First, a look at the annual filings of Shopclues. In April 2016, Radhika Ghai (earlier Agarwal) resigned from the company board. “She has resigned from the directorship of the Indian entity. She is still our chief business officer,” explains Sethi.
Shopclues is a wholly-owned subsidiary of Clues Network and Radhika continues to hold her board position there. This was done, Sethi says, to protect her from potential harassment.
Tedious last few months
As cosmetic as that seems, there has been real attrition over the last few months. There has been a slew of top and mid-level departures. And Shopclues is still struggling to keep up with it. Some names:
Harmeet Singh, chief marketing officer
Vidit Jain, associate director, marketing
Harshvardhan Chauhan, director, and head of the merchant strategy
Mohammad Shakir, category manager
There were others but let’s stick to the highlights. This churn is the first sign of Shopclues’ inability to find an equilibrium within its leadership team, multiple former employees The Ken spoke to have said.
“This is not the first time this is happening. The first churn happened around May when a few more from middle management resigned,” says a former employee who was part of the second churn. He asked not to be identified for fear of retribution from Shopclues’ founders.
He explains that Shopclues has been trying to control its cash burn and whenever someone leaves, it replaces them with “cheaper talent who is not good enough”. But if you probe further, the unrest within Shopclues started about 18 months ago, when the company decided to change how it operated.
Sethi argues back. He says that some employees burnt out, some of them decided to start up on their own and others just hated his guts. “I say this in my leadership meeting every time, if someone is scared, show them the door because only believers will sit on this table. We want only those people who are pathologically optimistic,” he shares.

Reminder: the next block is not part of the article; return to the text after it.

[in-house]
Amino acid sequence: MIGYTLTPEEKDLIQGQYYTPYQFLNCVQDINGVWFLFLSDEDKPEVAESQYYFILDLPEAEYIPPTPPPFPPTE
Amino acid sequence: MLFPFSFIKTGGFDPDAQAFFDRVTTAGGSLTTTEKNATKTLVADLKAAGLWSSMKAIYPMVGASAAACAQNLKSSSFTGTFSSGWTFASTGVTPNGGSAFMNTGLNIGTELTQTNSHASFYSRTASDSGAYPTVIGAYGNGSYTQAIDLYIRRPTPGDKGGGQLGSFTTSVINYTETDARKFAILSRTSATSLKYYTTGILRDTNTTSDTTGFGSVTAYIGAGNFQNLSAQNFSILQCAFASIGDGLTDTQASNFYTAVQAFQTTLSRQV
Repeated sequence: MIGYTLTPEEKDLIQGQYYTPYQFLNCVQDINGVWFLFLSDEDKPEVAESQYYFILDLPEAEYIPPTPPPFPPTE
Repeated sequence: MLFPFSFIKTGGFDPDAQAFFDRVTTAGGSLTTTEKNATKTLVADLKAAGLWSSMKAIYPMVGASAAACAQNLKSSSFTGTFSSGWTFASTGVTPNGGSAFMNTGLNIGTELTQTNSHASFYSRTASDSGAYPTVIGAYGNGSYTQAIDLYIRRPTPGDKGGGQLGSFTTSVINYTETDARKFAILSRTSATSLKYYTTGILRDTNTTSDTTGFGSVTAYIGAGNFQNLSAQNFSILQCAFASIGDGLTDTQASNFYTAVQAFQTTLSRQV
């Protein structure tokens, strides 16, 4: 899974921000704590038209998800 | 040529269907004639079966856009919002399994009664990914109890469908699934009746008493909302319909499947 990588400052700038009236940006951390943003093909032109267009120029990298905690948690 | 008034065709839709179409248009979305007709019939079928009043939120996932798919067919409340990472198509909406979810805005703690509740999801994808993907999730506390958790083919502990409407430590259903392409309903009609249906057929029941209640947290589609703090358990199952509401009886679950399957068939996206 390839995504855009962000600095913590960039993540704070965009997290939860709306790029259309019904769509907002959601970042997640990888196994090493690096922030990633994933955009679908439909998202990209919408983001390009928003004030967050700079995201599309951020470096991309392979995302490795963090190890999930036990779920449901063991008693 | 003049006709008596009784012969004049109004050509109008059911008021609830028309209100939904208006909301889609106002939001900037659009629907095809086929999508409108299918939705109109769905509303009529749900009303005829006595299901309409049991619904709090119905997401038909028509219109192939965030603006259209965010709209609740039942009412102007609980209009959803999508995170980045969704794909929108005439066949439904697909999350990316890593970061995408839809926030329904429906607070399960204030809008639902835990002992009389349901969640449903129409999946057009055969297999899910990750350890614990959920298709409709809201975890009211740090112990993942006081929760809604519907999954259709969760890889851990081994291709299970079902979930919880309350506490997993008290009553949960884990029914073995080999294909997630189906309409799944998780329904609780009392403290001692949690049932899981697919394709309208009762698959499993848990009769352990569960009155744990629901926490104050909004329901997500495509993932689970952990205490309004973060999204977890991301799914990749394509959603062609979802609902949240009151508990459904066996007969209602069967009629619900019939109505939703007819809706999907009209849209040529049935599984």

Let’s take a step back. How does Shopclues work? Let Sethi himself explain it. In a conversation with India Today in 2014 he described it such:
“We will bring a large number of merchants online, and when these large numbers of merchants come online, the consumer will get a large selection of products. It will be possible for us to have a large number of products as we are not holding inventory. ShopClues is like an e-commerce operating system in the cloud.”
An e-commerce operating system in the cloud. The objective was to bring a large seller base from across the country onto Shopclues, maintaining quality, and then selling it to the customer. And for its trouble, the company wets its beak just a little. But while Flipkart and Amazon focus on big-ticket purchases and metros, Shopclues will be the flea bazaar of India. It will cater to those who can’t afford Flipkart and Amazon.
This model worked perfectly until mid-2016. Until 2016, Shopclues sold what every other e-commerce company in the country sold: phones. The company had split its organizational structure into various verticals: apparel, home, phones, large appliances, and the works. But in August 2016, it changed.
Heavy loss as per the report suggests
The company was split into two: wired and non-wired. Wired means electronics, phones, SD cards, phone covers, chargers, TV, toasters, etc. Non-wired equals apparel, home furnishings, and baskets. Then Shopclues looked at these two verticals closely. The average selling price, according to multiple former employees, for the wired category was Rs 2,500. And the margin was 1-2%.
It was not acceptable. It was reportedly making a loss of $1 million a month on these categories. The burn was too high and there was not enough money being made, so Shopclues changed focus. It would now focus on its non-wired category. The margins there were higher, about 10-15%. The marketing spends on this particular vertical was also lower. But apparel is difficult to acquire.
“They went to retailers who had stock, which dated back three-four years and was ready to dump it,” says another former employee. He, too, requested not to be named. He explains that most of these are very cheap apparel which doesn’t last too long. “This is not fashion, it is just clothes,” he says.